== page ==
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Winter Health Essentials

Updated: Dec 11, 2023

Winter can be challenging however there are my winter health essentials, tips that go a long way towards not only reducing pain but making winter far more enjoyable for those of us who spend time in northern climates. December through March can be very challenging for many of us however implementing these simple tips goes a long way towards improving our mental and physical health as well as our ability to fight off infections and disease.

Dress in Layers: Wear multiple layers of clothing to trap heat and provide insulation. It has my long term patients know I'm a huge fan of microfiber undergarments and shirts in layers. These moisture-wicking fabrics as a base layer to keep sweat away from your skin.

Protect Your Extremities: Wear gloves, hats, and warm socks to protect your hands, head, and feet from the cold. Also keeping your neck covered with a scarf or other fleece like wrap helps to preserve body temperature as exposure to the large arteries in the neck can help us feel cold much more quickly.

Appropriate Footwear: Maintaining foot warmth is crucial to controlling not only foot but all over body pain! Opt for insulated and waterproof boots to keep your feet warm and dry. Here again wool or microfiber socks go along way. This is particularly important for patients who suffer from peripheral neuropathy.

Stay Hydrated: Drink plenty of water, unless of course you are on a fluid restricted cardiac diet as dehydration can make you more susceptible to cold-related illnesses.

Moisturize: Cold air can be dry and harsh on your skin. Keep it covered and protected. Sunscreen is also particularly important in the winter as the angle of the sun can sometimes be more dangerous than summertime exposure. Mineral-based sunscreens not chemical-based are far safer! Use a good moisturizer to prevent dryness and cracking. You don't need to go crazy with expensive lotions that have fragrances multiple preservatives et cetera that can be irritating or sometimes downright toxic. I am a huge fan of simple compounds like coconut oil and lanolin.

Protect Your Eyes: Wear sunglasses to shield your eyes from the sun's glare on snow, which can be intense and harmful. Wrap around Polaroids are still the best in my book.

Keep Moving: Physical activity generates body heat. Engage in regular exercise and activity to stay warm and boost circulation.

Maintain a Warm Environment: Keep your home well-heated, and use extra blankets or a space heater if necessary. There are now inexpensive electric heaters with UV light that can actually help kill viruses and bacteria which are the ones we use in our homes. Ensure windows and doors are properly sealed to prevent drafts.

Be Mindful of Frostbite and Hypothermia: Learn the symptoms of frostbite (numbness, tingling, or pain in extremities) and hypothermia (shivering, confusion, slurred speech).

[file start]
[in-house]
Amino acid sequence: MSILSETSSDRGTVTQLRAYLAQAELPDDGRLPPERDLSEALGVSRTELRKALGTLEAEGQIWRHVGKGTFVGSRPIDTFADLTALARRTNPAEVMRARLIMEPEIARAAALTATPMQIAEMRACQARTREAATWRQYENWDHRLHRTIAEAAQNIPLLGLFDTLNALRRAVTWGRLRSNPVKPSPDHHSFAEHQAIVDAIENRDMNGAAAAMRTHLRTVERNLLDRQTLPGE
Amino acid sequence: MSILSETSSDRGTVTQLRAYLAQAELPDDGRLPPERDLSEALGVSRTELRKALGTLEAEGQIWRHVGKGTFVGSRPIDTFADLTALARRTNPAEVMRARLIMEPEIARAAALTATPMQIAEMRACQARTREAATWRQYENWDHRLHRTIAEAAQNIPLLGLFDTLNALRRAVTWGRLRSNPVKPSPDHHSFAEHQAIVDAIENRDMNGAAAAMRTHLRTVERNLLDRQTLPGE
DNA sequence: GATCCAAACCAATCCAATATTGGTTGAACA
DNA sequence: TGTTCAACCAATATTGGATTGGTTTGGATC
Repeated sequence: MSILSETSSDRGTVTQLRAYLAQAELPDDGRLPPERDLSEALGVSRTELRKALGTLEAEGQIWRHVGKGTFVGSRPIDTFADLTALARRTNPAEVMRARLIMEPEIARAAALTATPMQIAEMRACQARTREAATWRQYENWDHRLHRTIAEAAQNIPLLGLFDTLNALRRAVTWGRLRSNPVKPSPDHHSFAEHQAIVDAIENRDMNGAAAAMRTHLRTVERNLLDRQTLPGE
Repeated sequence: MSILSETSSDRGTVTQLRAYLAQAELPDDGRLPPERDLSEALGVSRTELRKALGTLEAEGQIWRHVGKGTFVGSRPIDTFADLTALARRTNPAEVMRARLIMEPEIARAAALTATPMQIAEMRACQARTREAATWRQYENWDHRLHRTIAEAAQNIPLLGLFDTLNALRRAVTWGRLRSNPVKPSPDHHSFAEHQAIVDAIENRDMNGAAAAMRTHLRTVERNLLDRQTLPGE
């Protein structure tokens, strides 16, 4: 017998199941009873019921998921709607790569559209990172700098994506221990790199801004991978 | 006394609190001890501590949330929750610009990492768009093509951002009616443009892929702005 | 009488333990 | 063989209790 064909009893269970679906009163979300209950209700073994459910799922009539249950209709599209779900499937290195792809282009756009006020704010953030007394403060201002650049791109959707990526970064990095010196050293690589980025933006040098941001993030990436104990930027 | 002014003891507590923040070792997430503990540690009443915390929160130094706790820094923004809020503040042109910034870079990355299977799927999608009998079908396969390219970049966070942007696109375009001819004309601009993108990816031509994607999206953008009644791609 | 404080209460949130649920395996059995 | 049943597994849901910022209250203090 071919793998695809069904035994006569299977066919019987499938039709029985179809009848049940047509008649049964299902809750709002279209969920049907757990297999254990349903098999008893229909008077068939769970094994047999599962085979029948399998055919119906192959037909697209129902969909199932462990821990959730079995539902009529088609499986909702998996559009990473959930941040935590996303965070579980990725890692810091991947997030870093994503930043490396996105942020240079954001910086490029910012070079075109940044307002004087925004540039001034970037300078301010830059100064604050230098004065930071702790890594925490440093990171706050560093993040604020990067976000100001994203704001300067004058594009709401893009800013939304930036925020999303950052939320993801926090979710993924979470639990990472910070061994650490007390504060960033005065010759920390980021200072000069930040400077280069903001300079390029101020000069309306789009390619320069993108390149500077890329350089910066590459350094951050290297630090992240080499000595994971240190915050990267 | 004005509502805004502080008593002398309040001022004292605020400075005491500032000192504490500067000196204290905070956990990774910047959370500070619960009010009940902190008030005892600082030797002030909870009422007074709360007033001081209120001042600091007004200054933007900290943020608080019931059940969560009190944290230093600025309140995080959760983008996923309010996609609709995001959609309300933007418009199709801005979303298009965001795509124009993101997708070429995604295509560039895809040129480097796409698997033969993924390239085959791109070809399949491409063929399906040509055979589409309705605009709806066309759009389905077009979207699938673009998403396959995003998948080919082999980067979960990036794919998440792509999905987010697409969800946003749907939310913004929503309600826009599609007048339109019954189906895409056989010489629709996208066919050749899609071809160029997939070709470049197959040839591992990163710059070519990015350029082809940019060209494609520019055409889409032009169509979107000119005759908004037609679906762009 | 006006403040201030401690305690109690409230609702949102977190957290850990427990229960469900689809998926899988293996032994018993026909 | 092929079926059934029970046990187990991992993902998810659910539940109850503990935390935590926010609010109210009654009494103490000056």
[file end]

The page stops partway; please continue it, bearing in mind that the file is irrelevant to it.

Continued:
Seek medical attention Immediately if you suspect either condition.

Plan Outdoor Activities: Check weather forecasts and plan outdoor activities during milder parts of the day. Be prepared for sudden changes in weather conditions.

Winterize Your Vehicle: Ensure your car is equipped with snow tires and that all fluids are topped up. Keep an emergency kit in your car with essentials like blankets, snacks, and a flashlight. Practice Good Respiratory Hygiene: Extreme Cold air can be harsh on your respiratory system. Cover your nose and mouth with a scarf to help warm the air you breathe. Boost Your Immune Health: Eat a well-balanced diet rich in vitamins and minerals to support your immune system. There are now some very simple at home supplement packs we call now recommend at the first onset of a new viral like illness.

Maintain Mental Well-being: Seasonal Affective Disorder (SAD) is common in winter. As are. Feeling like down or depressed. This is why getting first morning some light exposure is so critical every single day of the year. Spend time outdoors, expose yourself to natural light, and ask us about this if needed. An outdoor winter hobby like bird watching can also be extraordinarily helpful.

Keep an eye in the sky. Crazy with online or especially television weather forecast but do stay aware. Quite fun to track at home with simple barometers thermometers et cetera.

Remember that individual tolerance to cold varies, so adapt these tips based on your personal needs and health conditions. If you have specific health concerns or chronic conditions, make sure your schedule examination with your personal physician ~ We Are Here for You

You don’t need to be alone in your pursuit of well-being. Our team is always available to help. If you'd like to schedule the next evaluation to find out which options are likely best for you, just go HERE.

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